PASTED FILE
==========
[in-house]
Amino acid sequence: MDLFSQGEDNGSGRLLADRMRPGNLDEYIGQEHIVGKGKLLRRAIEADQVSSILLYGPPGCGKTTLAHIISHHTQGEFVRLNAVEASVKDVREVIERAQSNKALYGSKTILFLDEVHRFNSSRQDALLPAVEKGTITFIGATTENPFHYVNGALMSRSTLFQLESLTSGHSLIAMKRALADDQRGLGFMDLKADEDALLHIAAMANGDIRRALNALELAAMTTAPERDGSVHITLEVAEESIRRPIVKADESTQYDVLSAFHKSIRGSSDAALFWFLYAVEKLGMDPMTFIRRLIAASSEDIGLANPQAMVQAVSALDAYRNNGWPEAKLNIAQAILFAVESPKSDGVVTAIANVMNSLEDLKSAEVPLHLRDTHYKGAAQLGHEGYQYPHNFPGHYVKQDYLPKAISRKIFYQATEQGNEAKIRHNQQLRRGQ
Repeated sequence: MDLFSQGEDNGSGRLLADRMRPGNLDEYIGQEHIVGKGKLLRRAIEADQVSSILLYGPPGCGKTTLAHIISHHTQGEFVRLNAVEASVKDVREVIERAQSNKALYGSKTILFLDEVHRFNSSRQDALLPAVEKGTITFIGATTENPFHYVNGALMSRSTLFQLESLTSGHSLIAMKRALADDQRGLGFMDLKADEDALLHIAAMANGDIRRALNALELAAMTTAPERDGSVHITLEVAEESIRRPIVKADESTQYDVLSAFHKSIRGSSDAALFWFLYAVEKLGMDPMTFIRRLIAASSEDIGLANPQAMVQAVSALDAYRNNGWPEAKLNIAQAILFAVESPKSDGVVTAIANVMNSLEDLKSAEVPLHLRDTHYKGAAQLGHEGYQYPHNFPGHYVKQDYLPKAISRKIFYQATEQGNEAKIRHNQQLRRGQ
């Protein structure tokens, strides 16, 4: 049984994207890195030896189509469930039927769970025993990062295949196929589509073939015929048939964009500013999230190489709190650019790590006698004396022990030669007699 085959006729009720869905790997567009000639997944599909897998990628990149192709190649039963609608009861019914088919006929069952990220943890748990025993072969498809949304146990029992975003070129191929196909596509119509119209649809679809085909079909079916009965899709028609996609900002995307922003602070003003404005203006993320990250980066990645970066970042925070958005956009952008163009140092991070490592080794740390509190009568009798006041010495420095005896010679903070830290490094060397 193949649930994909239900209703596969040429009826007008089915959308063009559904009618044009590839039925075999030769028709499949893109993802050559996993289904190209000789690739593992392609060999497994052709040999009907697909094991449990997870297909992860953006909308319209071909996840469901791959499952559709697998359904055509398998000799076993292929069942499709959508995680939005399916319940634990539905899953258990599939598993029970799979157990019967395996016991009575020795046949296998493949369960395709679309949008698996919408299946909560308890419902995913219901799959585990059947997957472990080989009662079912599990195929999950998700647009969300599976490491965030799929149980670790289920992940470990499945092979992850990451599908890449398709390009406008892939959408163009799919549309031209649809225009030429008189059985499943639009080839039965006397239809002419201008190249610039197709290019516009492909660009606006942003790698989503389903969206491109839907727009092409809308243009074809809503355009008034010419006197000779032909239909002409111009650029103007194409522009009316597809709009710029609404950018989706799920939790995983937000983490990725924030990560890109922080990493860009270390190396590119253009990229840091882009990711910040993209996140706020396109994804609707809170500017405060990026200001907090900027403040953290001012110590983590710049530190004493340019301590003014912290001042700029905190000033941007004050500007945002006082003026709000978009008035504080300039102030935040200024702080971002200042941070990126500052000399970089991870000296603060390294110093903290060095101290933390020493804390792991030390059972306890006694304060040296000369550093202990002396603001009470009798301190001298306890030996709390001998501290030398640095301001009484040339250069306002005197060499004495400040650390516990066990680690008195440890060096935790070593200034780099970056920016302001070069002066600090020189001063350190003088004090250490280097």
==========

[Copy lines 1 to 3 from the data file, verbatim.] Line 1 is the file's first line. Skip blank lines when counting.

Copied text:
[in-house]
Amino acid sequence: MDLFSQGEDNGSGRLLADRMRPGNLDEYIGQEHIVGKGKLLRRAIEADQVSSILLYGPPGCGKTTLAHIISHHTQGEFVRLNAVEASVKDVREVIERAQSNKALYGSKTILFLDEVHRFNSSRQDALLPAVEKGTITFIGATTENPFHYVNGALMSRSTLFQLESLTSGHSLIAMKRALADDQRGLGFMDLKADEDALLHIAAMANGDIRRALNALELAAMTTAPERDGSVHITLEVAEESIRRPIVKADESTQYDVLSAFHKSIRGSSDAALFWFLYAVEKLGMDPMTFIRRLIAASSEDIGLANPQAMVQAVSALDAYRNNGWPEAKLNIAQAILFAVESPKSDGVVTAIANVMNSLEDLKSAEVPLHLRDTHYKGAAQLGHEGYQYPHNFPGHYVKQDYLPKAISRKIFYQATEQGNEAKIRHNQQLRRGQ
Repeated sequence: MDLFSQGEDNGSGRLLADRMRPGNLDEYIGQEHIVGKGKLLRRAIEADQVSSILLYGPPGCGKTTLAHIISHHTQGEFVRLNAVEASVKDVREVIERAQSNKALYGSKTILFLDEVHRFNSSRQDALLPAVEKGTITFIGATTENPFHYVNGALMSRSTLFQLESLTSGHSLIAMKRALADDQRGLGFMDLKADEDALLHIAAMANGDIRRALNALELAAMTTAPERDGSVHITLEVAEESIRRPIVKADESTQYDVLSAFHKSIRGSSDAALFWFLYAVEKLGMDPMTFIRRLIAASSEDIGLANPQAMVQAVSALDAYRNNGWPEAKLNIAQAILFAVESPKSDGVVTAIANVMNSLEDLKSAEVPLHLRDTHYKGAAQLGHEGYQYPHNFPGHYVKQDYLPKAISRKIFYQATEQGNEAKIRHNQQLRRGQ